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2009 Season in Review: The Offensive Line, the Strength of the Team

This is the first article in a series looking at the Browns 2009 season position-by-position.  The focus of these Reviews will be on the traditional and advanced numbers.  I will also do a quick peak into 2010, noting potential off-season losses and needs.  

Let's start with what I believe was a major strength of this team; the offensive line. 


The Players

LT: Joe Thomas (16 starts - Pro Bowl; All Pro)

LG: Eric Steinbach (16 starts)

C: Alex Mack (16 starts)

RG: Floyd Womack (13 games, 9 starts)

RT: John St. Clair (14 games, 14 starts)

Backups: Hank Fraley (15 games, 4 starts), Rex Hadnot (9 games, 6 starts), Billy Yates (7 games),

Run Blocking

The Browns ended up running for 2,087 Yards or 130.4 YPG.  That was good for 8th in the league.  That number by itself is astonishing.  The offense in the first half of the season looked completely inept.  We couldn't run, pass, block, design a play, call a play, or do anything well.  That we were 8th in the league in anything is amazing.  However, We got to over 2,000 yards by running the ball 498 times and therefore only averaged 4.2 YPC, about league average (about 18th of 32 teams). 

Clearly, the strength of our line is from C to LT.  But we ran both left and right a bunch.  We had 42 1st downs and 31 10+ yard plays to the left and we had 36 1st downs and 20 10+ yard plays running to the right.  I wouldn't read too much into this from an individual analysis though.  Many of our plays involved pulling centers, guards, and tackles from the opposite side of the field.  The rushing success was a truly team effort. 

And for those still questioning the draft pick of Alex Mack: The Browns were first in the league in short yardage situations where we ran up the middle (getting a 1st down or TD on 93% of the time on 3rd or 4th and short when we ran up the middle).  Note- we were not as good going left or right in those short yardage situations (46 and 50%).  Overall on these power situations we were successful 64% of the time, 14th in the league.

Pass protection

Browns QBs were sacked 30 times or on 6.1% of all drop backs (including things like intentional grounding).  This was good for 15th in the league.  This is where Joe Thomas has made a name for himself.  Dominating the pass rushers and protecting Brady Quinn and Derek Anderson's blind side.  I remember him giving up 4 or 5 sacks this year, and I think all but 1 was from our (terrible) quarterback running into the sack. 

I would say of those 30 sacks, most were in the first half of the season.  Maybe even in the first 4 weeks.  Since the early season woes, several things happened:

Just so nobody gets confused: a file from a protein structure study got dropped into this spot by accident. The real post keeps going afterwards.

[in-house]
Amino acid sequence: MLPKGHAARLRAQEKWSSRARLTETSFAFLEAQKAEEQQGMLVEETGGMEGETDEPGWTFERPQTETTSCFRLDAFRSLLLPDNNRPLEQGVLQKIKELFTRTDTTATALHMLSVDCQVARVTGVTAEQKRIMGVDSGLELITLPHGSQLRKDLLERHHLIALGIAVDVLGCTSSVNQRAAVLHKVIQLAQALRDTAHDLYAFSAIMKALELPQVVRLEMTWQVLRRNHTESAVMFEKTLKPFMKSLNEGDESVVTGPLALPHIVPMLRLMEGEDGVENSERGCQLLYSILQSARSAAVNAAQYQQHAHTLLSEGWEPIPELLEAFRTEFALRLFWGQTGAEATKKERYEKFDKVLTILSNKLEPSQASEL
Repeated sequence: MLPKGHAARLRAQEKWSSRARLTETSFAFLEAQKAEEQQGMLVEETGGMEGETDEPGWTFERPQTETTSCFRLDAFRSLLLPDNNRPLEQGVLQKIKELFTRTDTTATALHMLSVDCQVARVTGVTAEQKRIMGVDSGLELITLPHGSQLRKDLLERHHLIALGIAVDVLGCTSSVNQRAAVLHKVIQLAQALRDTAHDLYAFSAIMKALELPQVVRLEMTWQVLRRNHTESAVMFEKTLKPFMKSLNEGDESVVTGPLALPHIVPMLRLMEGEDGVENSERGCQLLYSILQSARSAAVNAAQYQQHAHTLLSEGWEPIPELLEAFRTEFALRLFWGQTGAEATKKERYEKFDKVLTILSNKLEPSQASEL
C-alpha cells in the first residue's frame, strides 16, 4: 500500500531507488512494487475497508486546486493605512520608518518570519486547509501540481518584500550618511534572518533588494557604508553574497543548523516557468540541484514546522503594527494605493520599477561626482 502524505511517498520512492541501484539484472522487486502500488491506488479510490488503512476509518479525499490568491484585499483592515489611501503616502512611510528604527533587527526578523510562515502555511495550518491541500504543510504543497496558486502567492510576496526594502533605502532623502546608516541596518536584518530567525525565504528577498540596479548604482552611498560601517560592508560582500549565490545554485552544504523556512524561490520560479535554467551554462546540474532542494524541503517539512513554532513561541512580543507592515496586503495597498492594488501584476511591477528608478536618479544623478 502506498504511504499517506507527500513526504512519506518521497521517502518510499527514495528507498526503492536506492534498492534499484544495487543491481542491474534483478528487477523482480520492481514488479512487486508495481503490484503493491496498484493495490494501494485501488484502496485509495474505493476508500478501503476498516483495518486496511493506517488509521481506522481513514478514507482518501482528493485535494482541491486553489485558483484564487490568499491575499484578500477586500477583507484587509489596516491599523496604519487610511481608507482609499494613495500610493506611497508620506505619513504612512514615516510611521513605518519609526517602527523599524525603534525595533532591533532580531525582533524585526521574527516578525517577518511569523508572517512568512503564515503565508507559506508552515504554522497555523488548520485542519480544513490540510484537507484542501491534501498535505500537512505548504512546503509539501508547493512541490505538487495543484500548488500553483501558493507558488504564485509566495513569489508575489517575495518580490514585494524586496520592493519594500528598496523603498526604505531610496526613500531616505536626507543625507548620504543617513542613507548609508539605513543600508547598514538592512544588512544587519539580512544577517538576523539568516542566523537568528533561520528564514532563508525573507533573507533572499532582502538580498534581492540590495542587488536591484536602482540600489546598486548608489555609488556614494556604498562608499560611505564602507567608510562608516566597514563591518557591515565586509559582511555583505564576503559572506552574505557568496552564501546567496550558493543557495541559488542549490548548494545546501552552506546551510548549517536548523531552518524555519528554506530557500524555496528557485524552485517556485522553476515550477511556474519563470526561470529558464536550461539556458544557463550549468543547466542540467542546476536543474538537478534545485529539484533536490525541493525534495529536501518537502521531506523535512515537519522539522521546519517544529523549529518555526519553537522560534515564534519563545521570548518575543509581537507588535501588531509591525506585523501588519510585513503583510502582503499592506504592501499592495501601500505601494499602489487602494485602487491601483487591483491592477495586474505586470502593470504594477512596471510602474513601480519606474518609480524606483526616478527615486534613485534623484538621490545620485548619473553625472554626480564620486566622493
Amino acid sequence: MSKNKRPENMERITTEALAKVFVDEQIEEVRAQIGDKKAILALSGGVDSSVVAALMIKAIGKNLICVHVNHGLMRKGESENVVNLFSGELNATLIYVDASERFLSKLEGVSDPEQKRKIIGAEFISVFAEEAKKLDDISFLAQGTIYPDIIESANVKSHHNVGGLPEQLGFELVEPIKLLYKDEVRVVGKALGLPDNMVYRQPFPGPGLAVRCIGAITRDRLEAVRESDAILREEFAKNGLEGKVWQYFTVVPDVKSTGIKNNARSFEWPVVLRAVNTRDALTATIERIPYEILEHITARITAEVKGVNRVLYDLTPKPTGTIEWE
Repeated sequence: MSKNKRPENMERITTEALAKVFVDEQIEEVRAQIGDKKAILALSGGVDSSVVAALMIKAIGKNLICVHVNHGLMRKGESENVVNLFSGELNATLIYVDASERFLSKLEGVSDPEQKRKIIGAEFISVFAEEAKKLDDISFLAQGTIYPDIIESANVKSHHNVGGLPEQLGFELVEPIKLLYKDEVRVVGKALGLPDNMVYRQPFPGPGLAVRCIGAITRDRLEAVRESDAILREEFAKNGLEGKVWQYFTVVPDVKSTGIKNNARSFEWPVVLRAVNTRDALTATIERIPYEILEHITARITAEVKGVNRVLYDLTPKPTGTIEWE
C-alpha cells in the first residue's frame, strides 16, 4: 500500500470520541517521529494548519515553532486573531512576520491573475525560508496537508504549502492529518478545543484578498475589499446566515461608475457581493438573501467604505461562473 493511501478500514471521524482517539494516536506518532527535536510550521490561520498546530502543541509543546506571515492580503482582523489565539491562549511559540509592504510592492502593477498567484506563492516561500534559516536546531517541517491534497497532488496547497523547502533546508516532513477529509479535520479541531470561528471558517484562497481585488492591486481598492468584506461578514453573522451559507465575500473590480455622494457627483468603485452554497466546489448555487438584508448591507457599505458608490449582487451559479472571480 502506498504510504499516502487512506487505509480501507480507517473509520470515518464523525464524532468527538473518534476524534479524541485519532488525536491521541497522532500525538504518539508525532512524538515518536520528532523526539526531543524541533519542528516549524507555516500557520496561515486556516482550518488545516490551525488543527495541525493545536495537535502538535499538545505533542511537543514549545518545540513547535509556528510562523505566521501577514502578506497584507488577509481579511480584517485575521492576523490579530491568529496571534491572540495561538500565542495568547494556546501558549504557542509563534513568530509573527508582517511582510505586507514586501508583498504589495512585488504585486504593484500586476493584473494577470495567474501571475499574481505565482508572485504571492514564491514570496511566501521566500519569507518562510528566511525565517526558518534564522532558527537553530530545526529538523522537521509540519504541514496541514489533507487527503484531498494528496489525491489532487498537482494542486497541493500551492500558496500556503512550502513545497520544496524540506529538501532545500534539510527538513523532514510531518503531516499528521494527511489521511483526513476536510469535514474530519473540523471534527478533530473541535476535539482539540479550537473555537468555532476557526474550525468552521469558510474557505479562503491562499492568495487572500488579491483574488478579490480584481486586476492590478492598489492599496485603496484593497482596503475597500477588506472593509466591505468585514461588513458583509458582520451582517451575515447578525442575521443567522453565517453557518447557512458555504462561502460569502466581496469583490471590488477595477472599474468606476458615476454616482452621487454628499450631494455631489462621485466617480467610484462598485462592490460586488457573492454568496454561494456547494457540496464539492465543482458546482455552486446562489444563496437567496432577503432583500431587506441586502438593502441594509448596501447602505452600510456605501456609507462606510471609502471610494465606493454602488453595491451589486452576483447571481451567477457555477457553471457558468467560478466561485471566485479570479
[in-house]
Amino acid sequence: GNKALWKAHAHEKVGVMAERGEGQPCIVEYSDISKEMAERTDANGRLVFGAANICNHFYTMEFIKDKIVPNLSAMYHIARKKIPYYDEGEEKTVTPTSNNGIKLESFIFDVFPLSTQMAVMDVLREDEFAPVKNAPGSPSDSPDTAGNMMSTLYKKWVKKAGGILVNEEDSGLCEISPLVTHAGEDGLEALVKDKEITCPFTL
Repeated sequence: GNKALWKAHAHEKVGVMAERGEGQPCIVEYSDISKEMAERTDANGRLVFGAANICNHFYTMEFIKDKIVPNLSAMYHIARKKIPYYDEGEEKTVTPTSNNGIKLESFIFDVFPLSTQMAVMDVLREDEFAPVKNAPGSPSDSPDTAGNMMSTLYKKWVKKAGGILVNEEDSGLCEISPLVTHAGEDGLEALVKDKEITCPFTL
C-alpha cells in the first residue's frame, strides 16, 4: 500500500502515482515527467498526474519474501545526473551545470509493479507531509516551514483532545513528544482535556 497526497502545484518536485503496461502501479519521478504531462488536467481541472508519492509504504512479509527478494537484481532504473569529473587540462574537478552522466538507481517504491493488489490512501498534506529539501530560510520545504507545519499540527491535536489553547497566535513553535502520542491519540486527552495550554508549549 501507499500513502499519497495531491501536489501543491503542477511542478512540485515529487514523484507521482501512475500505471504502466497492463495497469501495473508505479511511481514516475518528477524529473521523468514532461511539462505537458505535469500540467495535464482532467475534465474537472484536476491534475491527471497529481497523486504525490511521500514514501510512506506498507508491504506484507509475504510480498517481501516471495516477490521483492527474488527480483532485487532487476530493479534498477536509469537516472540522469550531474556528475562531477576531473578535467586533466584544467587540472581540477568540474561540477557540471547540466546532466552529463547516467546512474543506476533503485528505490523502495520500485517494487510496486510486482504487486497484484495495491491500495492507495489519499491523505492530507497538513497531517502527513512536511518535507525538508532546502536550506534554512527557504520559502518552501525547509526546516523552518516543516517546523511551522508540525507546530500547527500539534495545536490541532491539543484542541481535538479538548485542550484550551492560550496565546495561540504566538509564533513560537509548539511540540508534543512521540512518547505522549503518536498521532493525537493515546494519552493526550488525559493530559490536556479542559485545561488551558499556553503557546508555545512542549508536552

- We have passed the ball less, leaning on our offensive strength: running from creative formations

- When DA played, he stayed true to his tendency of getting the ball out quickly and decisively

- When Quinn got his second stint, he was more confident in the pocket and felt the pressure, instead of seeing the pressure.  Allowing him to avoid sacks with his athleticism, while still looking down field.

- The right side of the line gained chemistry, consistency, and confidence.

Finally, we didn't commit many penalties on offense.  I couldn't find statistical information that broke penalties down, but I think it is safe to say that a large percentage of penalties called on the offense are called on the line.  Holding and false starts being the most common and both being a big part of pass protection.  If you can block your guy without holding him and without getting a false start, you are doing well.  The Browns were 3rd in the league for fewest offensive penalties last year.  Kudos again to Joe Thomas and Company.

TEs and FBs

Robert Royal and Lawrence Vickers don't play on the offensive line.  But their contributions to both pass blocking and the running game should be commended.


The Browns have a good line.  Joe Thomas is a top 5 offensive lineman in all of football.  Alex Mack had an outstanding rookie season.  Eric Steinbach is a pro bowl caliber player.  Between St. Clair, Fraley, Womack, and Hadnot, we have a serviceable to good right side of the line for 3/4 of the year.  Not to mention decent depth.

There is still room for improvement, but this is probably the strongest offensive or defensive unit on the team.

What to Look for in the offseason

I haven't followed the CBA, the negotiations for a new CBA, and the rules regarding free agency and the salary cap going into next year.  So, when I list potential free agents, please feel free to double check them and correct me.  That said, best I can tell:

- Potential Losses: Rex Hadnot.  He is the only potential free agent on our line.  He will only be 28 next season.  I'd probably try to bring him back, unless you target someone else to replace the depth he provides. 

- Available FA's: I don't see this as a need at all, but there are some names out there that could be upgrades on our right side, including: Jahri Evans (NO), Willie Colon (PIT), and Logan Mankins (NE)

- Draft: We aren't drafting a LT or a C.  I don't see us drafting a RT in the first round.  Mike Iupati from Idaho seems like a good fit if we traded down to the late first or if he slides to us in the early second.  Still, it is not high on my needs list.  We have a bunch of second day picks, I say try to find a big fat 330 LBS diamond in the rough then.